Abstract

The effect of employing coherent illumination (such as a laser source in scanning optical systems) upon image content is investigated with particular reference to the microdensitometer system. The method of investigation involves the application of coherence theory to the imaging process in systems where the smallangle approximations can be made and the optics of the system are diffraction limited. The output of the system is determined for a sharp-edged object as the area illuminated in the object plane or the width of the illuminating slit is varied. A system configuration is found in which the edge image does not exhibit the usual ringing or diffraction fringes associated with coherent illumination.

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  1. H. Gamo, in Progress in Optics, ed. by E. Wolf (North-Holland Publishing Co.,Amsterdam, 1964), Vol. III, pp. 271โ€“274, treats the microdensitometer system using coherence theory. However, a specific object is not considered. Gamo includes the possibility of nonuniformity of the photodetecting surface whereas we assume uniform sensitivity.
  2. M. Born and E. Wolf, Principles of Optics (Pergamon Press, Inc., New York, 1959), Chap. X.
  3. W. H. Steel, Proc. Roy. Soc. (London) A249, 574 (1958). A constant phase factor usually is included in expression (2); however, under the small-angle approximation we assume curvature of the entrance and exit pupils, and the factor can be set equal to unity. In the imaging systems considered here, the "far-field approximation" is allowed between successive planes owing to the effect of the lenses in the system.
  4. This analysis does not include coupling of the mode of the laser or a nonuniform phase distribution of the wave amplitudes at the illuminating slit. However, an analysis of these effects can be made within the framework of the analysis present in this paper.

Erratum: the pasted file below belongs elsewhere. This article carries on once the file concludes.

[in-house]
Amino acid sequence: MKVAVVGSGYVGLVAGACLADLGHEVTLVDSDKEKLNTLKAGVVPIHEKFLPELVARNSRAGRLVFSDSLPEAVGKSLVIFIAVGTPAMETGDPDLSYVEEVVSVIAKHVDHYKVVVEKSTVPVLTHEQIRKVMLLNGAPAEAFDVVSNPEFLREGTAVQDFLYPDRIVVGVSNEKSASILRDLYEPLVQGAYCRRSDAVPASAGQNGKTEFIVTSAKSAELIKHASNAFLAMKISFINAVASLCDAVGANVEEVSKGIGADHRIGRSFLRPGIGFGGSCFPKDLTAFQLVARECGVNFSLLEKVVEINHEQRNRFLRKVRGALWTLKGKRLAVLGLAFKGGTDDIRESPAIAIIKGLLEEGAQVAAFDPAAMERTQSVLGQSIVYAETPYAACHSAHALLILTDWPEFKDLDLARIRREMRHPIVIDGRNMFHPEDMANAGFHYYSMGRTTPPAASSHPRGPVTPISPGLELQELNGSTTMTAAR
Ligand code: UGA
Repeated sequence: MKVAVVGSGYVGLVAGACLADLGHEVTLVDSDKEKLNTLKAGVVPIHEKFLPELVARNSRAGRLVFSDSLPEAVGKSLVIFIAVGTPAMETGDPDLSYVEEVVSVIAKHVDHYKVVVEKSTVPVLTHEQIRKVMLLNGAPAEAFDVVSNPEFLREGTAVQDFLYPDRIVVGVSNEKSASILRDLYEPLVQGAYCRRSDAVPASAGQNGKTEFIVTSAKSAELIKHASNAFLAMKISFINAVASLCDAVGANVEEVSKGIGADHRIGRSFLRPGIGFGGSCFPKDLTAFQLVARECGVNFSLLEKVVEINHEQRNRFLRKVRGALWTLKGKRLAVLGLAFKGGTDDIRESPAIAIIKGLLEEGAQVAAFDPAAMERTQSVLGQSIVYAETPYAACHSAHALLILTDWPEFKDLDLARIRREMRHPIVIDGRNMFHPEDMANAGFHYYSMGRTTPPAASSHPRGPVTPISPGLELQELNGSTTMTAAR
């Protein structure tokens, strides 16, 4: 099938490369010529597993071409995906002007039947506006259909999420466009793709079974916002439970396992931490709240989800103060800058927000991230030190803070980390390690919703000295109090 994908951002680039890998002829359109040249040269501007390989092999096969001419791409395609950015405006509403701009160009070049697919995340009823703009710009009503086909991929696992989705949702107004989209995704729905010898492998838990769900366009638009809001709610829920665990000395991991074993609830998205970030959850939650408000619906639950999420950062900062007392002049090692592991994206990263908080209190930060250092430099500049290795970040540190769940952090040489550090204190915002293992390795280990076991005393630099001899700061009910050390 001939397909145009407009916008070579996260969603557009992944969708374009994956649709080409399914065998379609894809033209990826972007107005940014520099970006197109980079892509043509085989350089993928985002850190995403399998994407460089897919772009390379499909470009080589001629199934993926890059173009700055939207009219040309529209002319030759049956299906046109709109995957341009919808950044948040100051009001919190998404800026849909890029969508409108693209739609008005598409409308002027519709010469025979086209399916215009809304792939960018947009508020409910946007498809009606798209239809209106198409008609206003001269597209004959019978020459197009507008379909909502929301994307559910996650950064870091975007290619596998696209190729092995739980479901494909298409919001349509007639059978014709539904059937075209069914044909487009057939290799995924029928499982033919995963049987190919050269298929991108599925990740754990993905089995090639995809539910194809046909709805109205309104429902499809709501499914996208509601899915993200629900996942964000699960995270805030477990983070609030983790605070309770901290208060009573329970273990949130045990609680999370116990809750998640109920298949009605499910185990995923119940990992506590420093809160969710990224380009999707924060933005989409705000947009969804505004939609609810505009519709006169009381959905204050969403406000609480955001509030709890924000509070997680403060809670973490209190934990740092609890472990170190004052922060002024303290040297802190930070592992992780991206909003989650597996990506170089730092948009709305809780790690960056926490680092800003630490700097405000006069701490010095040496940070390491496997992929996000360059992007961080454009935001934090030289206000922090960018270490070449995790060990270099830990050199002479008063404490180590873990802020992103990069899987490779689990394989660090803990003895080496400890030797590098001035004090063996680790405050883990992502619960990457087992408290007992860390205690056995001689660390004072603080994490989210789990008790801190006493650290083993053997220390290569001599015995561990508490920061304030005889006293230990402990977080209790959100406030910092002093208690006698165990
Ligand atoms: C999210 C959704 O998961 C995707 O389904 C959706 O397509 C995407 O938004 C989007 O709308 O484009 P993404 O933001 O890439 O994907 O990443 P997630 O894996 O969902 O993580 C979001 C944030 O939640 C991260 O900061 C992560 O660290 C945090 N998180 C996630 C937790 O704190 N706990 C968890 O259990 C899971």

5. The case where the area illuminated in the object plane is large has already been considered in a previous paper: R. E. Kinzly, J. Opt. Soc. Am. 55, 1002 (1965).

Born, M.

M. Born and E. Wolf, Principles of Optics (Pergamon Press, Inc., New York, 1959), Chap. X.

Gamo, H.

H. Gamo, in Progress in Optics, ed. by E. Wolf (North-Holland Publishing Co.,Amsterdam, 1964), Vol. III, pp. 271โ€“274, treats the microdensitometer system using coherence theory. However, a specific object is not considered. Gamo includes the possibility of nonuniformity of the photodetecting surface whereas we assume uniform sensitivity.

Kinzly, R. E.

The case where the area illuminated in the object plane is large has already been considered in a previous paper: R. E. Kinzly, J. Opt. Soc. Am. 55, 1002 (1965).

Steel, W. H.

W. H. Steel, Proc. Roy. Soc. (London) A249, 574 (1958). A constant phase factor usually is included in expression (2); however, under the small-angle approximation we assume curvature of the entrance and exit pupils, and the factor can be set equal to unity. In the imaging systems considered here, the "far-field approximation" is allowed between successive planes owing to the effect of the lenses in the system.

Wolf, E.

M. Born and E. Wolf, Principles of Optics (Pergamon Press, Inc., New York, 1959), Chap. X.

Other

H. Gamo, in Progress in Optics, ed. by E. Wolf (North-Holland Publishing Co.,Amsterdam, 1964), Vol. III, pp. 271โ€“274, treats the microdensitometer system using coherence theory. However, a specific object is not considered. Gamo includes the possibility of nonuniformity of the photodetecting surface whereas we assume uniform sensitivity.

M. Born and E. Wolf, Principles of Optics (Pergamon Press, Inc., New York, 1959), Chap. X.

W. H. Steel, Proc. Roy. Soc. (London) A249, 574 (1958). A constant phase factor usually is included in expression (2); however, under the small-angle approximation we assume curvature of the entrance and exit pupils, and the factor can be set equal to unity. In the imaging systems considered here, the "far-field approximation" is allowed between successive planes owing to the effect of the lenses in the system.

This analysis does not include coupling of the mode of the laser or a nonuniform phase distribution of the wave amplitudes at the illuminating slit. However, an analysis of these effects can be made within the framework of the analysis present in this paper.

The case where the area illuminated in the object plane is large has already been considered in a previous paper: R. E. Kinzly, J. Opt. Soc. Am. 55, 1002 (1965).

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